16. Eric P. Bettinger & Bridget Terry Long & Philip Oreopoulos & Lisa Sanbonmatsu, 2009. "The Role of Simplification and Information in College Decisions: Results from the H&R Block FAFSA Experiment," NBER Working Papers 15361, National Bureau of Economic Research, Inc.
    17. Adriana Lleras-Muney, 2005. "The Relationship Between Education and Adult Mortality in the United States," Review of Economic Studies, Oxford University Press, vol. 72(1), pages 189-221.
    18. repec:fth:prinin:311 is not listed on IDEAS
    19. Claudia Goldin, 1992. "The Meaning of College in the Lives of American Women: The Past One-Hundred Years," NBER Working Papers 4099, National Bureau of Economic Research, Inc.
    20. Nattavudh Powdthavee, "undated". "Does Education Reduce Blood Pressure? Estimating the Biomarker Effect of Compulsory Schooling in England," Discussion Papers 09/14, Department of Economics, University of York.
    21. Daniel S. Hamermesh, 1999. "Changing Inequality in Markets for Workplace Amenities," The Quarterly Journal of Economics, Oxford University Press, vol. 114(4), pages 1085-1123.
    22. Gary S. Becker & Casey B. Mulligan, 1997. "The Endogenous Determination of Time Preference," The Quarterly Journal of Economics, Oxford University Press, vol. 112(3), pages 729-758.
    23. Elizabeth U. Cascio & Ethan G. Lewis, 2006. "Schooling and the Armed Forces Qualifying Test: Evidence from School-Entry Laws," Journal of Human Resources, University of Wisconsin Press, vol. 41(2).
    24. Larry E. Jones & Alice Schoonbroodt & Michèle Tertilt, 2010. "Fertility Theories: Can They Explain the Negative Fertility-Income Relationship?," NBER Chapters, in: Demography and the Economy, pages 43-100, National Bureau of Economic Research, Inc.
    25. David Laibson, 1997. "Golden Eggs and Hyperbolic Discounting," The Quarterly Journal of Economics, Oxford University Press, vol. 112(2), pages 443-478.
    26. Jeanne Lafortune, 2013. "Making Yourself Attractive: Pre-marital Investments and the Returns to Education in the Marriage Market," American Economic Journal: Applied Economics, American Economic Association, vol. 5(2), pages 151-178, April.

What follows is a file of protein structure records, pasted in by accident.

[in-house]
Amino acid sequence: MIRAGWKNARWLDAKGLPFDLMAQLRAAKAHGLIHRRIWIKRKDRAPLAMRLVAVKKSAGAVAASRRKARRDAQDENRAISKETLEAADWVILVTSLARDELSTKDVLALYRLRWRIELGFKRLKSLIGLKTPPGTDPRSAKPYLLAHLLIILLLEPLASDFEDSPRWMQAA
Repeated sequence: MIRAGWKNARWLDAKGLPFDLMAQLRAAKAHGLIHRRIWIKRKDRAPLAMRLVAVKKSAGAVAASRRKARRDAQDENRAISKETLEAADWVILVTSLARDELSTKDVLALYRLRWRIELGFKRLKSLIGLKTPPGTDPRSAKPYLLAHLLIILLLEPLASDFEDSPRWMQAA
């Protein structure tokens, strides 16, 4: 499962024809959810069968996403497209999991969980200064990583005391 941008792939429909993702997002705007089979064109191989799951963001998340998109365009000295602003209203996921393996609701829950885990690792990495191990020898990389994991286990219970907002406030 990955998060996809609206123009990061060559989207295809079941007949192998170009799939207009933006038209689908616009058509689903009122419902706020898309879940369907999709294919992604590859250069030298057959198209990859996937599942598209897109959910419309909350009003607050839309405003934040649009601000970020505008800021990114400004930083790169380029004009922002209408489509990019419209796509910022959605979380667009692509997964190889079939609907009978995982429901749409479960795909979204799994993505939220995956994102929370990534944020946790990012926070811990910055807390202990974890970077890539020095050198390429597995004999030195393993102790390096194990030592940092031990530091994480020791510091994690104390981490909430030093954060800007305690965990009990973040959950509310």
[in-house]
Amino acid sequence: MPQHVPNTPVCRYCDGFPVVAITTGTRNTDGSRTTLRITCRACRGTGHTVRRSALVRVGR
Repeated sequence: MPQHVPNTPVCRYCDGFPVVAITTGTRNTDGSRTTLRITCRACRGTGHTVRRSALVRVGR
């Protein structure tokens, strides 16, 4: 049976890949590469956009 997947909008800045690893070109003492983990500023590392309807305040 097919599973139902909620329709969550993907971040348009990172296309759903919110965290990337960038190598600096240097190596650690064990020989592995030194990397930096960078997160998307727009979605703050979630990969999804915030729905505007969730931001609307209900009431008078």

27. Riddell, W. Craig & Song, Xueda, 2009. "The Causal Effects of Education on Adaptability," CLSSRN working papers clsrn_admin-2009-15, Vancouver School of Economics, revised 16 Feb 2009.
    28. Erica Field, 2009. "Educational Debt Burden and Career Choice: Evidence from a Financial Aid Experiment at NYU Law School," American Economic Journal: Applied Economics, American Economic Association, vol. 1(1), pages 1-21, January.
    29. Ernst Fehr & Simon Gächter, 2000. "Fairness and Retaliation: The Economics of Reciprocity," Journal of Economic Perspectives, American Economic Association, vol. 14(3), pages 159-181, Summer.
    30. Robert H. Haveman & Barbara L. Wolfe, 1984. "Schooling and Economic Well-Being: The Role of Nonmarket Effects," Journal of Human Resources, University of Wisconsin Press, vol. 19(3), pages 377-407.
    31. Becker, Gary S, 1973. "A Theory of Marriage: Part I," Journal of Political Economy, University of Chicago Press, vol. 81(4), pages 813-846, July-Aug..
    32. Chen, Keith & Lange, Fabian, 2008. "Education, Information, and Improved Health: Evidence from Breast Cancer Screening," IZA Discussion Papers 3548, Institute of Labor Economics (IZA).
    33. Green, David A. & Craig Riddell, W., 2003. "Literacy and earnings: an investigation of the interaction of cognitive and unobserved skills in earnings generation," Labour Economics, Elsevier, vol. 10(2), pages 165-184, April.
    34. Fletcher, Jason M. & Lehrer, Steven F., 2011. "Genetic lotteries within families," Journal of Health Economics, Elsevier, vol. 30(4), pages 647-659, July.
    Full references (including those not matched with items on IDEAS)

    Most related items

    These are the items that most often cite the same works as this one and are cited by the same works as this one.
    1. Philip Oreopoulos & Kjell G. Salvanes, 2009. "How large are returns to schooling? Hint: Money isn't everything," NBER Working Papers 15339, National Bureau of Economic Research, Inc.
    2. Marc Piopiunik, 2011. "Microeconometric Analyses of Education Production in Germany," ifo Beiträge zur Wirtschaftsforschung, ifo Institute - Leibniz Institute for Economic Research at the University of Munich, number 40, November.
    3. Strauss, Jack, 2013. "The Economic Gains to Colorado of Amendment 66," MPRA Paper 49928, University Library of Munich, Germany.
    4. Amin, Vikesh & Lundborg, Petter & Rooth, Dan-Olof, 2015. "The intergenerational transmission of schooling: Are mothers really less important than fathers?," Economics of Education Review, Elsevier, vol. 47(C), pages 100-117.
    5. Sergi Jiménez-Martín & Judit Vall & Elena del Rey, 2015. "The effect of changes in the statutory minimum working age on educational, labor and health outcomes," Working Papers 2015-07, FEDEA.